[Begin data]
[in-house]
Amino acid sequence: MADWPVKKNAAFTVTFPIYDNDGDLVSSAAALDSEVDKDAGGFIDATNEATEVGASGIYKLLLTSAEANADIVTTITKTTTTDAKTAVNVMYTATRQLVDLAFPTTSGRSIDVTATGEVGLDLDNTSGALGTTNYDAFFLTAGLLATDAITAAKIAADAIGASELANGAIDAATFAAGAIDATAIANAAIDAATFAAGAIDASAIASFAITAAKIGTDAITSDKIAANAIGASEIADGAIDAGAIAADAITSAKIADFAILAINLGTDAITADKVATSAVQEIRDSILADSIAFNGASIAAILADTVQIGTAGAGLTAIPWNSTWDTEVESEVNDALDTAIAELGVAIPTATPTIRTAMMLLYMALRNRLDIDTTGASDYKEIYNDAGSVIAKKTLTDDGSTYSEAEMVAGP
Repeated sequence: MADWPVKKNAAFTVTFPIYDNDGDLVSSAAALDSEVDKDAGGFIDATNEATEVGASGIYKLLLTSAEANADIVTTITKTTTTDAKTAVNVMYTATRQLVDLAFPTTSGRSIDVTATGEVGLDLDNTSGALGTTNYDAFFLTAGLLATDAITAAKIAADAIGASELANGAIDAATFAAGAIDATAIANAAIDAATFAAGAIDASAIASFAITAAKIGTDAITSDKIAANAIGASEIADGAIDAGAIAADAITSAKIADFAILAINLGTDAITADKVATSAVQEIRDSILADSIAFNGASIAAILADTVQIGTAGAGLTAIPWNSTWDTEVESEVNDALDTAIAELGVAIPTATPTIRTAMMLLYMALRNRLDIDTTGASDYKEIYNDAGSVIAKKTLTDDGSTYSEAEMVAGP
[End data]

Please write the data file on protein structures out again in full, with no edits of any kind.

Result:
[in-house]
Amino acid sequence: MADWPVKKNAAFTVTFPIYDNDGDLVSSAAALDSEVDKDAGGFIDATNEATEVGASGIYKLLLTSAEANADIVTTITKTTTTDAKTAVNVMYTATRQLVDLAFPTTSGRSIDVTATGEVGLDLDNTSGALGTTNYDAFFLTAGLLATDAITAAKIAADAIGASELANGAIDAATFAAGAIDATAIANAAIDAATFAAGAIDASAIASFAITAAKIGTDAITSDKIAANAIGASEIADGAIDAGAIAADAITSAKIADFAILAINLGTDAITADKVATSAVQEIRDSILADSIAFNGASIAAILADTVQIGTAGAGLTAIPWNSTWDTEVESEVNDALDTAIAELGVAIPTATPTIRTAMMLLYMALRNRLDIDTTGASDYKEIYNDAGSVIAKKTLTDDGSTYSEAEMVAGP
Repeated sequence: MADWPVKKNAAFTVTFPIYDNDGDLVSSAAALDSEVDKDAGGFIDATNEATEVGASGIYKLLLTSAEANADIVTTITKTTTTDAKTAVNVMYTATRQLVDLAFPTTSGRSIDVTATGEVGLDLDNTSGALGTTNYDAFFLTAGLLATDAITAAKIAADAIGASELANGAIDAATFAAGAIDATAIANAAIDAATFAAGAIDASAIASFAITAAKIGTDAITSDKIAANAIGASEIADGAIDAGAIAADAITSAKIADFAILAINLGTDAITADKVATSAVQEIRDSILADSIAFNGASIAAILADTVQIGTAGAGLTAIPWNSTWDTEVESEVNDALDTAIAELGVAIPTATPTIRTAMMLLYMALRNRLDIDTTGASDYKEIYNDAGSVIAKKTLTDDGSTYSEAEMVAGP